This story is part of a collaborative project between Project: Cold Case and a University of North Florida Journalism class.
Sanjuana Moreno loved spending time with her family. Juana, as she was known, made sure to be home for lunch every day after her morning shift at a local convenience store.
On August 9, 1988, in the small town of Wharton, Texas, Juana never came home from work. Her body was found in the convenience store a couple of hours after she opened at 5 a.m.
Her murder has never been solved.
Juana was a married 24-year-old Mexican immigrant working hard to accomplish her number one goal of becoming a mother.
“Being a mother is what she wanted to do,” said her younger sister, Nohemi Carter. “She wanted to be a mom more than anything.”
Now her dream of motherhood will never come true.
Juana came to the U.S from Mexico in 1975 with her family. She was a 12-year-old fifth-grader when she moved.
Juana was a great sister, a loving daughter, and an all-around upbeat personality. She had a kind soul and was raised by her parents to love everybody.
Juana was also a passive person who did not spend any time in the drama of adolescence. As Nohemi was the closest in age, she would often try to create fun-hearted sisterly conflict. But Juana would never budge.
“I would try to argue with her a lot, at times even fight,” Nohemi said. “She would turn her back and not even be bothered with me. She just wanted peace all the time.”
Juana was excited about everything. She was excited about life. Juana wanted to travel and see the world with her husband.
But instead, she chose to stay home and focus on building a family. Juana spent most days at her job but she said she wanted to stay home to raise her children when they were born.
Juana worked at the Kwik Chek Drive-Inn on the barren stretch of road known as Highway 59. It is a long, lonely Texas highway set up among vast fields of farmland in every direction. Decades later, only two businesses occupy the space within a mile of where she worked: a concrete supplier and tractor dealer.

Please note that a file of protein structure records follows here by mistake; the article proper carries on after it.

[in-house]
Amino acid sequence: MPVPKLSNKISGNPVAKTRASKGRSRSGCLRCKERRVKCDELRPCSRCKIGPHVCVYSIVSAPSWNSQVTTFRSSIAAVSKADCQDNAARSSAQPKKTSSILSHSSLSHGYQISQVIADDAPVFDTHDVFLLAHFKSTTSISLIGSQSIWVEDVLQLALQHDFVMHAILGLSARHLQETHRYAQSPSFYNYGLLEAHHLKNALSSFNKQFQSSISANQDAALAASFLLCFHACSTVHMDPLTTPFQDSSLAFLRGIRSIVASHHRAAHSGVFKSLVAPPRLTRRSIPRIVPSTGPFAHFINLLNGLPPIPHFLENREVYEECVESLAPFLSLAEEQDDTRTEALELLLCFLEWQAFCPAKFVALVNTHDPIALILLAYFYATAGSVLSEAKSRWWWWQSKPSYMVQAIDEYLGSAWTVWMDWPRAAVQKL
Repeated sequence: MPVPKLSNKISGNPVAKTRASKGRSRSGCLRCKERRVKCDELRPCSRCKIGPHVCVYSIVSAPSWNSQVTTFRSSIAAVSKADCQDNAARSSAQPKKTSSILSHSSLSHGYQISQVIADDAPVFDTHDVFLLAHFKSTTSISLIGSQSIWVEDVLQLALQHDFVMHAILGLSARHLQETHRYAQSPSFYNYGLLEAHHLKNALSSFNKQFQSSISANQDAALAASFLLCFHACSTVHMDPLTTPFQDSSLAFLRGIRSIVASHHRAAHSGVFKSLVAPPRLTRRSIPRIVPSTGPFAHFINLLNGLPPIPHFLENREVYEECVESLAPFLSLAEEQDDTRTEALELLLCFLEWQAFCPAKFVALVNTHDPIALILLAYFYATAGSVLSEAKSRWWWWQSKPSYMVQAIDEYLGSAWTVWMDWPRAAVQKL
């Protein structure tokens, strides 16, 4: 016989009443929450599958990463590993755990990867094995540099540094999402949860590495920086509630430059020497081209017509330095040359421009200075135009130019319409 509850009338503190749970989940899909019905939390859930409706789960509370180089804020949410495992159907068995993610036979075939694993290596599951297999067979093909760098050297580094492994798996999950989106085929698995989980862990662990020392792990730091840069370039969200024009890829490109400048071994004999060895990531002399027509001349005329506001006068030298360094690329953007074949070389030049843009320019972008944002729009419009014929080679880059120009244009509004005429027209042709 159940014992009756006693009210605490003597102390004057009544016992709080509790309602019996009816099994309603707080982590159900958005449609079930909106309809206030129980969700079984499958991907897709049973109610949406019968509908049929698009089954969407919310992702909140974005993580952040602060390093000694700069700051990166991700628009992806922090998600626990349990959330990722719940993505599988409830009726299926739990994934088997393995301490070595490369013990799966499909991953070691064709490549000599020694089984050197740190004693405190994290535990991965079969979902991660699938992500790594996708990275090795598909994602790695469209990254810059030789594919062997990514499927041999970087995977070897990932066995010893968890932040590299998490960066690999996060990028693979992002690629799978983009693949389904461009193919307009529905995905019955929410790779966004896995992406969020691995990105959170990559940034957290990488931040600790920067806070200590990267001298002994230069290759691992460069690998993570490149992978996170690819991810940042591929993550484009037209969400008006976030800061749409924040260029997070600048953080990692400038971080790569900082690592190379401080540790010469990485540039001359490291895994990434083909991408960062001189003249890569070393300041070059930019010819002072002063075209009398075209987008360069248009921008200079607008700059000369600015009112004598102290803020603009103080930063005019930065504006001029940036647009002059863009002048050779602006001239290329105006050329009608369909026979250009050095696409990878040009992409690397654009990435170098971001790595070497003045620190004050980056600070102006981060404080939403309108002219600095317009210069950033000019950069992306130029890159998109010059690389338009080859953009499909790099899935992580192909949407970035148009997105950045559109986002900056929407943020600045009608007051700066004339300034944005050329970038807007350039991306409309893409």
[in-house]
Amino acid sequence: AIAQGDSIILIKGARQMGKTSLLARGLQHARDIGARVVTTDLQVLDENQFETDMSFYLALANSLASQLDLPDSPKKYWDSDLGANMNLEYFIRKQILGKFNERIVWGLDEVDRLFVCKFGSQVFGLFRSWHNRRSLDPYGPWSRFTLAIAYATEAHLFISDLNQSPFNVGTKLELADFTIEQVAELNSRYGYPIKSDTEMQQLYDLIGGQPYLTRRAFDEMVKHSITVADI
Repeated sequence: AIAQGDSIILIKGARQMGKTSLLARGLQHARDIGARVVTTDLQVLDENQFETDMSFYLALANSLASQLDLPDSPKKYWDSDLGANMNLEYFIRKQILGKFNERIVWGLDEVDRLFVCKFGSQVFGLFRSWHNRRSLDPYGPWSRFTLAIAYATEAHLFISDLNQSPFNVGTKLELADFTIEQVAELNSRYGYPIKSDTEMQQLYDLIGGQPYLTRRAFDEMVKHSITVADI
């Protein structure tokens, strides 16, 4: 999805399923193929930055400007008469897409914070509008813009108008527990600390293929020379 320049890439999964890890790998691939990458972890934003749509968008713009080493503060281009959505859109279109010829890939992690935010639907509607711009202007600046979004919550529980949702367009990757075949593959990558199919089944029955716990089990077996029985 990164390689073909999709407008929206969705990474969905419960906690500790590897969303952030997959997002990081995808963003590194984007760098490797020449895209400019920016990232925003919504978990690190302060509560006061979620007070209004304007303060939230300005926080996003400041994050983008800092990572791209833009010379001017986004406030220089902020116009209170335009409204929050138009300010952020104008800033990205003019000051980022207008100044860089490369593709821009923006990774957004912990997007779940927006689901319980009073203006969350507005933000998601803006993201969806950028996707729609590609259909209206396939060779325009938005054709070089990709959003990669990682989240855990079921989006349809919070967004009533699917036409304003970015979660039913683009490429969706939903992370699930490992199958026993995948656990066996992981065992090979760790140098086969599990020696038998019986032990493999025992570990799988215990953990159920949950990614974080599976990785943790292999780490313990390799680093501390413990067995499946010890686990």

In the early morning hours on the Tuesday of her death, a robbery took place after her opening shift began. Her body was found fatally stabbed behind the counter by a customer, and there was $220 missing from the store.
It was a shock to the town of Wharton. The small police department 60 miles outside of Houston did not know what to do and was ill-equipped to solve the case. Nothing like this had ever happened before in the community.
Nohemi was affected tremendously by the loss of her sister. She was the first in the Moreno family to arrive at the scene that day, though, it wasn’t intentional. It was around 8 a.m., and Nohemi was planning to surprise her older sister at work before heading into Houston.
“When I got closer, I saw cops, ambulances, and tons of people everywhere. My first thought was, ‘oh, the alarm went off,’” Nohemi said. “And just as I was walking towards the front door, the owner of the store comes running towards me saying, ‘They’ve killed Juana!’”
“I thought I was in the middle of a nightmare.”
Over three decades later, Juana’s family trudges on.
Nohemi no longer lives in the area but has siblings who are still in Wharton. She has taken Juana’s positive influence and applied it to the rest of her life. One of the most important lessons she learned from her older sister was forgiveness and never to count on the next moment in life.
In remembrance of Juana, she said, the message she would want to leave is that it is essential to be mentally healthy to provide for family and the community.
“Don’t be angry, and just live life in a good way, the positive way,” Nohemi said.
“Be a good person in this world, help one another.”
If you have any information on the unsolved murder of Sanjuana Moreno, please call the Wharton County Sheriff’s Office at (979) 532-1550.
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